Making VR Headsets Cool Won’t Be Easy, Even for Apple



    After years of anticipation, Apple’s first major new product in nearly a decade has arrived. The $3,500 Vision Pro, a face computer that resembles ski goggles, will be released next week.

    So, what can we expect?

    The device, which includes high-resolution displays and sensors that track eye movements and hand gestures, is one of Apple’s most ambitious products. It bills the headset as the beginning of an era of “spatial computing,” which blends data with the physical world to make our lives better. Imagine giving a presentation with digital notes shown in the corner of your eye, for example.

    I was among the first group of journalists to try the Vision Pro last year and walked away impressed with the quality of the picture but ultimately not sure that people would want to wear it. My skepticism was colored by my experience wearing more than a dozen headsets in the last 12 years from companies like Google, Meta, Snap, Samsung and Sony, including virtual reality goggles that plugged into bulky desktop computers and smart glasses that shot photos. The devices were intended to create immersive experiences for getting things done by moving the body instead of typing on keyboards.

    Broadly speaking, the problem with headsets has less to do with technology and more to do with behavior: People quickly get tired of wearing a computer on their face, the devices end up in closets, and software developers lose interest in making apps. Sales of mixed reality and virtual reality headsets fell 8.3 percent last year, according to the research firm IDC, though they may rebound this year with Apple entering the market.

    Even though Apple has a reputation for being late to the party with superior products, as it was with music players and smartphones, the Vision Pro is not guaranteed to be a breakthrough hit, especially with its breathtaking price.

    “Is this Apple entering a market late but coming in with the best product and therefore will be successful?” asked Michael Gartenberg, a technology analyst and former Apple marketing director. “Or is there not an existing market because there are no $3,500 headsets aimed for the mass market?”

    To better understand how an Apple face computer may (or may not) fit into our lives in the future, it’s worth taking this moment to look back at the many face computers I’ve worn that set the scene for the Vision Pro.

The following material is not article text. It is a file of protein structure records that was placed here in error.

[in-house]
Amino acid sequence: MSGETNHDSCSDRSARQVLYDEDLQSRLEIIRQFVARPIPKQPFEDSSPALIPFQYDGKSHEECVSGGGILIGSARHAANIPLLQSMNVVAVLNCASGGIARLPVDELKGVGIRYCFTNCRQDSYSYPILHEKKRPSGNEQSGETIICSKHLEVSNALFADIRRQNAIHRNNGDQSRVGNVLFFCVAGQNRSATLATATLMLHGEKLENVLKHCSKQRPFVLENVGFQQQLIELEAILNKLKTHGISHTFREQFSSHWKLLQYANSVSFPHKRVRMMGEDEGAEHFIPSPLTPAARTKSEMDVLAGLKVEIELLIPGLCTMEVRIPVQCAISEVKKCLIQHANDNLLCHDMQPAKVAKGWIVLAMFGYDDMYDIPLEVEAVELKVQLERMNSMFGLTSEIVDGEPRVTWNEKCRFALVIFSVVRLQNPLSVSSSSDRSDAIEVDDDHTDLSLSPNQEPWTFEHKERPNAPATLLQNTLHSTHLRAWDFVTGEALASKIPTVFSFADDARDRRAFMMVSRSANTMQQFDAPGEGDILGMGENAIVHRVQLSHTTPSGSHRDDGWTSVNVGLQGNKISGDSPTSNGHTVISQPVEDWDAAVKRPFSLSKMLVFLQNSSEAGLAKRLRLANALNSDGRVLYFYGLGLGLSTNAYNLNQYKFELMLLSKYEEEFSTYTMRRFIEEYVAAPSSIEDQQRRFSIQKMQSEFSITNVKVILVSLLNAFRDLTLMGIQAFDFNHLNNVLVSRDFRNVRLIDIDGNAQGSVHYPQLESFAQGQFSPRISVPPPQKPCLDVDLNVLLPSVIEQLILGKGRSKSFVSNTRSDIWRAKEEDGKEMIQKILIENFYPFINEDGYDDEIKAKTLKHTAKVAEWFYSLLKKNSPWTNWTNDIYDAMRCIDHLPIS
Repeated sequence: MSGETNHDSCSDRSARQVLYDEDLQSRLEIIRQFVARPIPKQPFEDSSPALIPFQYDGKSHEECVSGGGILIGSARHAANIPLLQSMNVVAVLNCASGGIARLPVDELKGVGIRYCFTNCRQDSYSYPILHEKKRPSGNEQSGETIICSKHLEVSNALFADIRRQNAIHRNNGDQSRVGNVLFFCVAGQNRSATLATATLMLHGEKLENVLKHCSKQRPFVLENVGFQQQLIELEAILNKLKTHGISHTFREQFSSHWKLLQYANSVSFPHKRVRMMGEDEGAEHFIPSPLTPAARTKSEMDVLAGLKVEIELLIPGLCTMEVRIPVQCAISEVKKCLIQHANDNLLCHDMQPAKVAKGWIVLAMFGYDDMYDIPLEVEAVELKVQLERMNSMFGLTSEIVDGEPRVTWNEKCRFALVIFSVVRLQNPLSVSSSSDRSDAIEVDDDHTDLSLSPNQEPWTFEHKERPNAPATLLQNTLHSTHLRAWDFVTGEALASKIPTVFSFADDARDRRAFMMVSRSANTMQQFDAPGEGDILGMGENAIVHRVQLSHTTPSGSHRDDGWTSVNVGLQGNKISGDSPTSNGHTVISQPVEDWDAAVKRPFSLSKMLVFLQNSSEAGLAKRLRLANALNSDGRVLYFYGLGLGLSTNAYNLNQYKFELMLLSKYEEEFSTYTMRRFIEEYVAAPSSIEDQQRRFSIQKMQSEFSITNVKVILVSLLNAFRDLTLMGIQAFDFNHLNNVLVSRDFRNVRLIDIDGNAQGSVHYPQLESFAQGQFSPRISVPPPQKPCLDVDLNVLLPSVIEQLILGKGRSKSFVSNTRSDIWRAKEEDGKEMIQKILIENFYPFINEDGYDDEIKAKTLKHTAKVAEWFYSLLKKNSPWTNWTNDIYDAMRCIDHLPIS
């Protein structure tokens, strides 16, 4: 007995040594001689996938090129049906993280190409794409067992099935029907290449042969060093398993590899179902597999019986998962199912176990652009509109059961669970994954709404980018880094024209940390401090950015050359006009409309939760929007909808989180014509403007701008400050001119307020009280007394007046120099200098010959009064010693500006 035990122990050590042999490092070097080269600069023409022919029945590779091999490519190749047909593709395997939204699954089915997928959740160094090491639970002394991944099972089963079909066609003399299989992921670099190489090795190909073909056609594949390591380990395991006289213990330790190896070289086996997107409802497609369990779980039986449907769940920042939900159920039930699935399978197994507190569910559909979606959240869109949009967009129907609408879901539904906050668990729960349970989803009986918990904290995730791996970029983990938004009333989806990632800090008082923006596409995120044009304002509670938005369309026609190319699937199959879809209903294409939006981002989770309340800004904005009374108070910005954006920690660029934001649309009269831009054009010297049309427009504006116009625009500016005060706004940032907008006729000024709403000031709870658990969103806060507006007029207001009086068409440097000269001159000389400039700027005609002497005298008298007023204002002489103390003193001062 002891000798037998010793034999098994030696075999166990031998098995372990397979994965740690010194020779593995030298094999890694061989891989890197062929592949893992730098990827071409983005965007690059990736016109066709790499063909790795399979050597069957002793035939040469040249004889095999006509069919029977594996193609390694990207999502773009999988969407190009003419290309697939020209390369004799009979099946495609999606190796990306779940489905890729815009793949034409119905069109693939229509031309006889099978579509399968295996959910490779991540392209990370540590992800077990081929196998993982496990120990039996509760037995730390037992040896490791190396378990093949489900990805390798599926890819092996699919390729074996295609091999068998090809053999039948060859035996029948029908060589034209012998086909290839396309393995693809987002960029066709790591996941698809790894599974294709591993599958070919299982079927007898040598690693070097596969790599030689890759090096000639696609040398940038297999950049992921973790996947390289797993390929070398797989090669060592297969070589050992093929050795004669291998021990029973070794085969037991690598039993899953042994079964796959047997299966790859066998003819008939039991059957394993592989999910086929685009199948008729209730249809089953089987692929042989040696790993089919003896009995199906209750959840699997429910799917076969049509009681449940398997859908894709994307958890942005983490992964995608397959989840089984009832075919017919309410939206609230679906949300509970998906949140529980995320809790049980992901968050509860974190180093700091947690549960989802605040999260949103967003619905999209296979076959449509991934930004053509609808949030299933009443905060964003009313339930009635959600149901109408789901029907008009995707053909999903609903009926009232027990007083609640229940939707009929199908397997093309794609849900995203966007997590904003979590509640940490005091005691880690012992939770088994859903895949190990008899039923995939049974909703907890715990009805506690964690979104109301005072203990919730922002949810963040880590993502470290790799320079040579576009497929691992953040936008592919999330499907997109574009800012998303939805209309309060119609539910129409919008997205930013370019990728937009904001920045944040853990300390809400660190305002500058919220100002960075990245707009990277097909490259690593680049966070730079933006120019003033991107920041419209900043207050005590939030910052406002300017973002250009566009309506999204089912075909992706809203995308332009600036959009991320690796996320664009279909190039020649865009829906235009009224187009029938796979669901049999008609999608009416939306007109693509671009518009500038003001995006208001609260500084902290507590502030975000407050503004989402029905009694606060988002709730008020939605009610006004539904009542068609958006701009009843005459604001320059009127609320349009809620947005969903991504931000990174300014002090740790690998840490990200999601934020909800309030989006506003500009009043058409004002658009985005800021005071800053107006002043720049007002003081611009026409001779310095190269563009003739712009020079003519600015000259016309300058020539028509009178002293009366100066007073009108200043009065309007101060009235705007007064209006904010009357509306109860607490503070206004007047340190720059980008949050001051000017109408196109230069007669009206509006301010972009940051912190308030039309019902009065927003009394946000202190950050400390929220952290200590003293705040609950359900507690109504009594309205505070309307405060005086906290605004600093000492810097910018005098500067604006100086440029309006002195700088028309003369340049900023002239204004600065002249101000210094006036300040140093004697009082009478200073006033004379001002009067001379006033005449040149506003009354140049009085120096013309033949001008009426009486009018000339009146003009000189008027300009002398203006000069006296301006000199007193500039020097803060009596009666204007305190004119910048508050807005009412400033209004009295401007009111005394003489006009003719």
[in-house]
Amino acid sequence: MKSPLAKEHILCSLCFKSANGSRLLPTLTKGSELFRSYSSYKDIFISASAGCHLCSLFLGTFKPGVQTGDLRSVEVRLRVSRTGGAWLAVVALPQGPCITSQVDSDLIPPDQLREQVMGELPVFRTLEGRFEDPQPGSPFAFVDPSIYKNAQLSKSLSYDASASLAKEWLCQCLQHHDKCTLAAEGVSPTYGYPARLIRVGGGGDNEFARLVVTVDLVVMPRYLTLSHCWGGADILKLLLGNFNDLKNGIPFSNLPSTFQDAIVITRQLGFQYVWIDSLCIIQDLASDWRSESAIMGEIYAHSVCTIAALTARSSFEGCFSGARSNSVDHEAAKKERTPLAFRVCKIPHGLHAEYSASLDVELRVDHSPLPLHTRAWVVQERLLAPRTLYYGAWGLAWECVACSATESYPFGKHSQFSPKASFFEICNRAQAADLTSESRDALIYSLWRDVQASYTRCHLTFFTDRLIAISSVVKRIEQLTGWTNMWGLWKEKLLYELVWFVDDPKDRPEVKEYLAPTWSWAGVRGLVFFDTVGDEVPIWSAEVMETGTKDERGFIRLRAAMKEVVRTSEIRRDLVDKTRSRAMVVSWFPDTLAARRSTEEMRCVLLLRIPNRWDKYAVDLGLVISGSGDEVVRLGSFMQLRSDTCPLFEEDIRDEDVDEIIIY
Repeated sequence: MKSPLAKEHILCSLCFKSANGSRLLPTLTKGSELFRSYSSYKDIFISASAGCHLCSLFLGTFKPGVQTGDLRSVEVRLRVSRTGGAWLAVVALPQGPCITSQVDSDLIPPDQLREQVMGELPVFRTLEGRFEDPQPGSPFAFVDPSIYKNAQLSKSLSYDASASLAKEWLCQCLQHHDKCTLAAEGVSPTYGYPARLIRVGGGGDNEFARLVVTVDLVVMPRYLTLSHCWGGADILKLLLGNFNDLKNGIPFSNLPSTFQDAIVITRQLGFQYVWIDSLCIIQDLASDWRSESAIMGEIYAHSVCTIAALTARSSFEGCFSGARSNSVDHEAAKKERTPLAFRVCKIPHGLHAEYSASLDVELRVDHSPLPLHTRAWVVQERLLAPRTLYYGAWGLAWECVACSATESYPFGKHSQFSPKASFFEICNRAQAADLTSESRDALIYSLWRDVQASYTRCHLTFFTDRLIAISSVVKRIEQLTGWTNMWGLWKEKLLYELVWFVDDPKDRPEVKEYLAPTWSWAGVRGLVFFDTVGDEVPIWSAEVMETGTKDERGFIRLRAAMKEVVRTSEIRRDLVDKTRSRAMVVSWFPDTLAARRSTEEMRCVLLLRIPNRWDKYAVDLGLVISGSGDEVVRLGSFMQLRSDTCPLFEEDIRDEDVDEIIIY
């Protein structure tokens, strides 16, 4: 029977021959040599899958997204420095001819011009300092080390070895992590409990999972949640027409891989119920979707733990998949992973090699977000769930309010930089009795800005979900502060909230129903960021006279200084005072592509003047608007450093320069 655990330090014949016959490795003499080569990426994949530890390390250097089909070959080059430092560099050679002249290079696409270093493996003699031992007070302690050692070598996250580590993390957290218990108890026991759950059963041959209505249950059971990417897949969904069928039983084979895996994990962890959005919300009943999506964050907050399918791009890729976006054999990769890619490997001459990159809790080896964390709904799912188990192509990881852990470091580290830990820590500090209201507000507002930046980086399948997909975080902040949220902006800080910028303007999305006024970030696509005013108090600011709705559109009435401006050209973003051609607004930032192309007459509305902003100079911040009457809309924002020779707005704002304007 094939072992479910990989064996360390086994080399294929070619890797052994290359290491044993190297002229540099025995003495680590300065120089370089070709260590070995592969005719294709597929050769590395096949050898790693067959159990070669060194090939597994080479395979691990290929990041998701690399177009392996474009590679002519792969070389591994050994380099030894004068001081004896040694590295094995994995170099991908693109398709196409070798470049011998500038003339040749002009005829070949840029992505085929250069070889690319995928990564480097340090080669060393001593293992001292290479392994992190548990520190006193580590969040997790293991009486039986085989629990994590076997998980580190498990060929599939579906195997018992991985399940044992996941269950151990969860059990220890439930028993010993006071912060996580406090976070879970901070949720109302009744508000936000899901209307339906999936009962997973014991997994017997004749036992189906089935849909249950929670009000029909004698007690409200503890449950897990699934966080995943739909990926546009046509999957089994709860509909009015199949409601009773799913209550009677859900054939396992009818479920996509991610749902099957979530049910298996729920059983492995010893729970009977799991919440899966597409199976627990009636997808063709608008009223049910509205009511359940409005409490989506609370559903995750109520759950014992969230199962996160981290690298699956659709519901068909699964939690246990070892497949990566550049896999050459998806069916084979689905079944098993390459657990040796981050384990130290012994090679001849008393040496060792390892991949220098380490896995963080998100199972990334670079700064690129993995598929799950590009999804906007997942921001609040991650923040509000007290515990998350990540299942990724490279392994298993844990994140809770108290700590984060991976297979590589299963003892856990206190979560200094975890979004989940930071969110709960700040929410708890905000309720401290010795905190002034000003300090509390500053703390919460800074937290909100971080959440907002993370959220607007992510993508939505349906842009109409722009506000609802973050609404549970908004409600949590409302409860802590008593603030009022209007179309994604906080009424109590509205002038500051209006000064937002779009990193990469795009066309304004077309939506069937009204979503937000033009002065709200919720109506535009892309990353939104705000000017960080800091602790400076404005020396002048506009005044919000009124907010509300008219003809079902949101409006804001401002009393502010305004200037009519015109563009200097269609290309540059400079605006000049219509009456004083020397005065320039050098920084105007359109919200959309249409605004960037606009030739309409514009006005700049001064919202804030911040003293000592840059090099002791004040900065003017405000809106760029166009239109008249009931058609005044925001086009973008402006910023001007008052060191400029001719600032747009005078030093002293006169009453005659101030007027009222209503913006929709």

In 2012, Google unveiled a mixed-reality headset, Google Glass. It was essentially a headband with a camera and a monocle, positioned above your right eye, that contained a transparent display showing calendar and maps software. To demonstrate its exciting potential, Google produced a video of people wearing the face computer while leaping out of an airplane.

    When I tried an early prototype of Google Glass that year, the only working feature was a maps app that showed directions as I walked around a path. This could be useful, in theory, to keep my eyes on the road while driving or bicycling, but at a significant cost: I looked like a “Star Trek” character.

    Sure enough, after Google Glass made its public debut, pandemonium ensued. A blogger in San Francisco was assaulted for wearing one. Memes emerged, including the term “Glasshole” for anyone who could potentially be recording video of people without their permission. Google eventually marketed the monocle as a business device, but finally killed the product in 2023.

    After Google Glass flopped, the tech industry regrouped and tried to address the design and privacy issues. In 2016 and 2021, Snap and Meta released stylish glasses with cameras and tiny lights that indicated when a user was recording. Both products were unpopular. I recently tested the second-generation Meta glasses and concluded that while they looked satisfyingly hip, the privacy concerns remained because no one noticed when I was taking pictures of them.